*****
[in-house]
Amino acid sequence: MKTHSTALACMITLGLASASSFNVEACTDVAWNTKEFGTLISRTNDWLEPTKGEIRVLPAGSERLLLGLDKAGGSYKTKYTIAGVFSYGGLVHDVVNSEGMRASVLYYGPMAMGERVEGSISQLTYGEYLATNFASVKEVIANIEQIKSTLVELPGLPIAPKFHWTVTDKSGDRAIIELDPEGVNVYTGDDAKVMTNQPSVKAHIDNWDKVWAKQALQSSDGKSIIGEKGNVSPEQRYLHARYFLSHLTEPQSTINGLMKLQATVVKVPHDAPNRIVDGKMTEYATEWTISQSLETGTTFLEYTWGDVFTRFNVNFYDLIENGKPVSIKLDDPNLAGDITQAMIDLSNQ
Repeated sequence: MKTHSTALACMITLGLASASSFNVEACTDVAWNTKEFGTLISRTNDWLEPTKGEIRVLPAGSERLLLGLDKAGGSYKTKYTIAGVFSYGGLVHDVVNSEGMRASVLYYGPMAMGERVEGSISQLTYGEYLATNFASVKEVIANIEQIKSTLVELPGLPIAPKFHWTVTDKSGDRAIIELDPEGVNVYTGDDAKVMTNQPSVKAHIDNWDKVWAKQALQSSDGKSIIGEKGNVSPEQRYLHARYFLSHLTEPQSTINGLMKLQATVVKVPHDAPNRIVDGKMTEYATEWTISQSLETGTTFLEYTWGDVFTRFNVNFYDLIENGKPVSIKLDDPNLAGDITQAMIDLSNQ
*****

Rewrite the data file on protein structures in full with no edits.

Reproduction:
[in-house]
Amino acid sequence: MKTHSTALACMITLGLASASSFNVEACTDVAWNTKEFGTLISRTNDWLEPTKGEIRVLPAGSERLLLGLDKAGGSYKTKYTIAGVFSYGGLVHDVVNSEGMRASVLYYGPMAMGERVEGSISQLTYGEYLATNFASVKEVIANIEQIKSTLVELPGLPIAPKFHWTVTDKSGDRAIIELDPEGVNVYTGDDAKVMTNQPSVKAHIDNWDKVWAKQALQSSDGKSIIGEKGNVSPEQRYLHARYFLSHLTEPQSTINGLMKLQATVVKVPHDAPNRIVDGKMTEYATEWTISQSLETGTTFLEYTWGDVFTRFNVNFYDLIENGKPVSIKLDDPNLAGDITQAMIDLSNQ
Repeated sequence: MKTHSTALACMITLGLASASSFNVEACTDVAWNTKEFGTLISRTNDWLEPTKGEIRVLPAGSERLLLGLDKAGGSYKTKYTIAGVFSYGGLVHDVVNSEGMRASVLYYGPMAMGERVEGSISQLTYGEYLATNFASVKEVIANIEQIKSTLVELPGLPIAPKFHWTVTDKSGDRAIIELDPEGVNVYTGDDAKVMTNQPSVKAHIDNWDKVWAKQALQSSDGKSIIGEKGNVSPEQRYLHARYFLSHLTEPQSTINGLMKLQATVVKVPHDAPNRIVDGKMTEYATEWTISQSLETGTTFLEYTWGDVFTRFNVNFYDLIENGKPVSIKLDDPNLAGDITQAMIDLSNQ